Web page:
Dinner onboard

Planning ahead, your client asked to be seated at a table for eight. Statistically, this gives them the greatest chance of meeting interesting people. If they all speak a foreign language or they don’t hit it off, it’s not a big deal. Your client can ask the maître d’ to move them to another table. Let us assume it’s a good group. They meet six new people. (10 + 6 = 16 people met.)

Daily breakfast

Your client could order breakfast from room service, but what is the point? There is a dining room serving lunch and dinner in an open seating format. The menu includes eggs Benedict and bagels with smoked salmon. It’s all included! The maître d’ asks your client if they are OK sharing a table. They say, “Yes,” the bigger the better! Now we hit the big numbers. Your client does this every day. The table seats eight people. That is 42 new faces over seven days! (16 + 42 = 58 people met.)

Three tours in port

The ship stops several times during the voyage. Your client might be tempted to explore on their own, but it is easier to book one of the shore excursions offered by the ship. This costs money, but what are the chances they will come back to this island again? Get touring right the first time! During each tour your client meet four new people. They sit with them on the bus or shop together. (3 x 4 = 12 new people. 12 + 58 = 70 people met.)

Four lunches onboard

Some days are sea days. On other days, the port doesn’t interest them. Maybe they are not a beach person. They have plenty of company! They show up at the dining room for lunch. Once again, a large table is fine. They meet six new people. (6 x 4 = 24 new people. 70 + 24 = 94 people.)

Onboard quizzes

Some of the traditional onboard activities are the pub quizzes. This is not a part of American culture, but very big in the U.K. and other countries. Our recent Christmas cruise hosted four quizzes every day! More than people attend, forming teams of up to six people. Quizzes are ideal for making friends because they are a great “leveler.” Everyone knows something, but no one knows everything! Your client picks a timeslot they like, shows up and chooses to join a new team every day. They meet four new people at every quiz. (4 x 7 = 28 people. 94 + 28 = 122 people met.)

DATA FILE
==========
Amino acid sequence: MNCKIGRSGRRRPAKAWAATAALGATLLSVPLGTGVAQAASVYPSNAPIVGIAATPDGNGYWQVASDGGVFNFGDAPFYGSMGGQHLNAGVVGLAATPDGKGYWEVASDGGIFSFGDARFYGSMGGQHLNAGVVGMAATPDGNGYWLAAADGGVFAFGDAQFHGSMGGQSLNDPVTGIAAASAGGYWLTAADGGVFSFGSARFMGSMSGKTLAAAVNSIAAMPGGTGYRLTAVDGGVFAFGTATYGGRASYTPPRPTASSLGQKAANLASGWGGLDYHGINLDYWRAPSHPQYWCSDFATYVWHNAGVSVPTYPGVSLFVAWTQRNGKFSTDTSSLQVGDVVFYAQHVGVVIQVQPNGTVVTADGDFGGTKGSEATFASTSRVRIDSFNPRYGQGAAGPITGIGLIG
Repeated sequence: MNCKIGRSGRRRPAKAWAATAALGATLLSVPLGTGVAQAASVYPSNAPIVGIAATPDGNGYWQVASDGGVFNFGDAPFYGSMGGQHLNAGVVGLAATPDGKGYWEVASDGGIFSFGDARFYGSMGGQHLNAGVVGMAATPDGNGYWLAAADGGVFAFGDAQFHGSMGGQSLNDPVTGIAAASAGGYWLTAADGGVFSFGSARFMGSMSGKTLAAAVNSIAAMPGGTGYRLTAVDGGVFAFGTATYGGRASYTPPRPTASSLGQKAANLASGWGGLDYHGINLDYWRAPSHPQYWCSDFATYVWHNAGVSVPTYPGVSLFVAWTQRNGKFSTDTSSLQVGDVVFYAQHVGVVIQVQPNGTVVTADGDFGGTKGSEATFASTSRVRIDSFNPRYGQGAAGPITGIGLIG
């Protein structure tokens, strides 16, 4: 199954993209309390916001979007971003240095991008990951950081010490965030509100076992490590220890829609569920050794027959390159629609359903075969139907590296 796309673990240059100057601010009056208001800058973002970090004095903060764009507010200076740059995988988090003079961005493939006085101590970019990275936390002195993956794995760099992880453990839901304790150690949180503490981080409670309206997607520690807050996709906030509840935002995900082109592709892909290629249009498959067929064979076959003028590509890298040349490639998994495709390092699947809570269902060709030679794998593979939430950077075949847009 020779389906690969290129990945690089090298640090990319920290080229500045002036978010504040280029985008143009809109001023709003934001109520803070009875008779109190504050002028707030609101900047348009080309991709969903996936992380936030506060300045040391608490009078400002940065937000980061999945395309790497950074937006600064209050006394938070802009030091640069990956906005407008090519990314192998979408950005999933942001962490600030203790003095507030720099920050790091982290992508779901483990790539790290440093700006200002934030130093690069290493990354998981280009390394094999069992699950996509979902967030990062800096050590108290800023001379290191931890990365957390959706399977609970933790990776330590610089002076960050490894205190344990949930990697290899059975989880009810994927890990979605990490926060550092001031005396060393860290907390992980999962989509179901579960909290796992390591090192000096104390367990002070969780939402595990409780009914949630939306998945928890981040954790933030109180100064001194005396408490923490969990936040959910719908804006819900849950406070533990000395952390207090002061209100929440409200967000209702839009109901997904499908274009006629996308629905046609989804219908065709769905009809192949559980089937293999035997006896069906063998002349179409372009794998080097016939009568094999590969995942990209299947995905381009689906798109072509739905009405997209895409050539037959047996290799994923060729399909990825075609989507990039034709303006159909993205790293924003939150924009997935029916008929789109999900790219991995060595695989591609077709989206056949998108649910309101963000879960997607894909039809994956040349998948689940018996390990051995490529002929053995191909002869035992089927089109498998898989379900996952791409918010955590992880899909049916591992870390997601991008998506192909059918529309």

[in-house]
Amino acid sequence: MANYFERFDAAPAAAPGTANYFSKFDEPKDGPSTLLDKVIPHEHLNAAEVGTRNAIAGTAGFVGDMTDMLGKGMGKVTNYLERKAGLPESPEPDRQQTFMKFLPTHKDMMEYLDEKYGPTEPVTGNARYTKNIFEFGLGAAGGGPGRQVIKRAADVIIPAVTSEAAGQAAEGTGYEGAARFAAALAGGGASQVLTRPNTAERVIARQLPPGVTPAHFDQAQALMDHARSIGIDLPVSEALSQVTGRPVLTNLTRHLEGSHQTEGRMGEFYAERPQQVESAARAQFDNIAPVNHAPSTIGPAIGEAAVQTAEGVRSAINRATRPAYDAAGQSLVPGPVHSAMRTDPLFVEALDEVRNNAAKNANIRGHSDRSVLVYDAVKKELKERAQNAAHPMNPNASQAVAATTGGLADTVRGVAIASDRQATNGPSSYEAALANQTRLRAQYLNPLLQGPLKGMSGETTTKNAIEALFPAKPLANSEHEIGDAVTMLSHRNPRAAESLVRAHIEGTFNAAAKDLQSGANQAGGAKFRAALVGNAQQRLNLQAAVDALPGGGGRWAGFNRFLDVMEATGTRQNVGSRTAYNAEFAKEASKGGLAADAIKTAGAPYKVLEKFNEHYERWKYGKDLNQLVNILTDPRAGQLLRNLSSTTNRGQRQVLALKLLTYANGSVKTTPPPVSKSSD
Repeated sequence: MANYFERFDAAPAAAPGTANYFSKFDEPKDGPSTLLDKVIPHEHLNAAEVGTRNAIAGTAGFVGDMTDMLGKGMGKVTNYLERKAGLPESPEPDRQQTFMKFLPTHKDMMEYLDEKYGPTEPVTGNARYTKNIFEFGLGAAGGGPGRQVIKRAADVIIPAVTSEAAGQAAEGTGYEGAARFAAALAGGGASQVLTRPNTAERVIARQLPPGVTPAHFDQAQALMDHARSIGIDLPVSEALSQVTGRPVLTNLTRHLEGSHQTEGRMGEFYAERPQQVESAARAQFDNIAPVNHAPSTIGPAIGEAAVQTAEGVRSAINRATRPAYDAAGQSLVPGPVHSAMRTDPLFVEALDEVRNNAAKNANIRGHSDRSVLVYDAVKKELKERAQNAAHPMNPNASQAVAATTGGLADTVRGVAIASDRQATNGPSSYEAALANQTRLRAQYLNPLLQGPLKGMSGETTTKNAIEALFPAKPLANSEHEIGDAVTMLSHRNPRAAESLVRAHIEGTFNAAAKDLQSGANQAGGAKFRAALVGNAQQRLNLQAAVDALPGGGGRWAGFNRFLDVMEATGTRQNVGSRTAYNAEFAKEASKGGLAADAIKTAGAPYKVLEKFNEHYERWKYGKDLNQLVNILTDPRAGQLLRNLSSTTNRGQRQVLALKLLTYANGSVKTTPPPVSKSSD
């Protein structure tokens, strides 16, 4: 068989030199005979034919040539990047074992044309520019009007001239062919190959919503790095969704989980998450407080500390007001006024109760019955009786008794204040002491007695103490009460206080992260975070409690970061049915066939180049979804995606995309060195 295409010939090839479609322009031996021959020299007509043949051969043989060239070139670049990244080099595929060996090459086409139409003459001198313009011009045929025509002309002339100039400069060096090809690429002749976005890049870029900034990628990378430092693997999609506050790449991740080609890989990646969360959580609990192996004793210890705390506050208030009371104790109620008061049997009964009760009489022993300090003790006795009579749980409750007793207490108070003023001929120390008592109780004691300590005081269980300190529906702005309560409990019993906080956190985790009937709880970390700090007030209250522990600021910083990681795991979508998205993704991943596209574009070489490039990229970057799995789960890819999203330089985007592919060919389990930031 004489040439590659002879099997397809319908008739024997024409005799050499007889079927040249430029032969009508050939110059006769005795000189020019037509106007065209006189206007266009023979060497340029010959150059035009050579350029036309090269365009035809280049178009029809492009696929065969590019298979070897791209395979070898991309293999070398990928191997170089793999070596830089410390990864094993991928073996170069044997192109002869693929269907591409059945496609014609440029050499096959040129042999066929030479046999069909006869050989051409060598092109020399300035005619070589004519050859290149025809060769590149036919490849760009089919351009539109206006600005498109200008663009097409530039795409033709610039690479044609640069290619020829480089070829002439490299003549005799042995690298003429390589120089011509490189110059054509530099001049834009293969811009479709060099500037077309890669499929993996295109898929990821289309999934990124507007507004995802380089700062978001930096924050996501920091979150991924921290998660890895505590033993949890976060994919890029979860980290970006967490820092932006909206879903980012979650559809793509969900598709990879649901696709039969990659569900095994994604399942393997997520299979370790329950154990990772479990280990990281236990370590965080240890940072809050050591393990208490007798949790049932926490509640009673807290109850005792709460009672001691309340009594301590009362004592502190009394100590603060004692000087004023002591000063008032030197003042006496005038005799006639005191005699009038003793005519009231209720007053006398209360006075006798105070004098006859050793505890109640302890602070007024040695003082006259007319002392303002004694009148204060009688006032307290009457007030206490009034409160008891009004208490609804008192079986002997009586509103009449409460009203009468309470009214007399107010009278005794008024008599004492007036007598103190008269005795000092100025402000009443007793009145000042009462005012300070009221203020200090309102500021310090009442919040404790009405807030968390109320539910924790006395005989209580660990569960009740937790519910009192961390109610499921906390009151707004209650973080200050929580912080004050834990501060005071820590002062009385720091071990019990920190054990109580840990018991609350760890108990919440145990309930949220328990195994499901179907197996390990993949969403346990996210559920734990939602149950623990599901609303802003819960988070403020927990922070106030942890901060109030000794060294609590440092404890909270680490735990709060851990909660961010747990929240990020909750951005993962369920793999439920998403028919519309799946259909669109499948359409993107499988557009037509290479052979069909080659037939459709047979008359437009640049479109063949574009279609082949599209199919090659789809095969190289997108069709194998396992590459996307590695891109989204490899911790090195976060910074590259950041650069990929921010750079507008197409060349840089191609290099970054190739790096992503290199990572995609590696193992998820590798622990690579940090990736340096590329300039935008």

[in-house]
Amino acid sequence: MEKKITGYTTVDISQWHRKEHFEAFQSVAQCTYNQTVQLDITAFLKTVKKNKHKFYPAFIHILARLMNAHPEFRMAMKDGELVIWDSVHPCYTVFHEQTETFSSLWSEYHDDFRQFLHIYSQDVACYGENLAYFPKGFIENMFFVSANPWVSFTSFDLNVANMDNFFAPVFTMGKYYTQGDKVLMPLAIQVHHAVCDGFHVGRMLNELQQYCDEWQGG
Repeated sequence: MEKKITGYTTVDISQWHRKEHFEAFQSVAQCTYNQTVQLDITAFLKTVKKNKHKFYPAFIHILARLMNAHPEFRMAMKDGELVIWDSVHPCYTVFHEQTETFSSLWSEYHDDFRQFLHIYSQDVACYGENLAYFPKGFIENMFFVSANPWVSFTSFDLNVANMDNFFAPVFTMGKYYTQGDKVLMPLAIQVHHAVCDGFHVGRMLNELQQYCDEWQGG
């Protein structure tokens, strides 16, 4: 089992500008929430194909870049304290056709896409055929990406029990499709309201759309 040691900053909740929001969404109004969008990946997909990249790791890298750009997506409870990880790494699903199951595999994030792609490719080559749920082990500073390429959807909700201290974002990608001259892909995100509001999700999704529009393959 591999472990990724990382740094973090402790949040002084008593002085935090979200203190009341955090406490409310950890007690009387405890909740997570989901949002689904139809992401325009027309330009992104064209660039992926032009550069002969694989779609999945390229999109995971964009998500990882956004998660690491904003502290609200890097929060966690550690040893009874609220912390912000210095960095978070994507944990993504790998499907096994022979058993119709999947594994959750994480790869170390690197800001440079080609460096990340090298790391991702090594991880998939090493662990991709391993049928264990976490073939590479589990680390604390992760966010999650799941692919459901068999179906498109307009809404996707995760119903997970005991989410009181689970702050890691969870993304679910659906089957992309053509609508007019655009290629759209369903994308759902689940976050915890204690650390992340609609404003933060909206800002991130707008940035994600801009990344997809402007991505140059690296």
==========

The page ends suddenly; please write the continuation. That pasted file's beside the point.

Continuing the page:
Wine tasting

OK, maybe your client went for the Scotch tasting or the martini class instead. It was a small group, but can they ever talk. Your client hits it off with the six other participants and they stagger back to their cabins, still talking. (6 + 122 = 128 new people.)

The singles daily get-together

This happens at least once per day. It grows and grows every day as word spreads that it is fun! Many people seem to be of similar age. Some are interested in dating, others in finding someone to hang out with while on vacation. Your client meet two new people every day. (2 x 7 = 14. 14 + 128 = 142 new people.)

Serendipity

It is easy to meet people spontaneously. Your client is sitting next to someone while the ship is tendering into port and they strike up a conversation. While walking around the pier area, your client sees a fellow passenger and stops to join them for a glass of wine. They also meet the people in the cabins on either side of theirs. (This adds 8 people to their total. 8 + 142 = 150 new people!)

Additional Reading: How to Retain Clients in the New Year

How is your lonely senior client feeling now? It is unlikely they followed this Olympic level networking exercise step by step. It would be exhausting. However, they met people at their table in the dining room. They joined a quiz team and stuck with that group, getting to know them better. Let us assume they had a 10% success rate: 10% of 150 is 15 new friends. Perhaps they organized a cabin party for their new friends.

Your client has walked off the ship having exchanged contact information with 15 people. Happily, they live nearby or close enough to visit. They loved cruising and have already started to look for their next cruise. They thank you for enriching their life! Perhaps they even tell their new cruise friends about the financial advisor who realized they needed something extra in their life and pointed them towards cruising.

Bryce Sanders is president of Perceptive Business Solutions Inc. He provides HNW client acquisition training for the financial services industry. His book, “Captivating the Wealthy Investor,” is available on Amazon.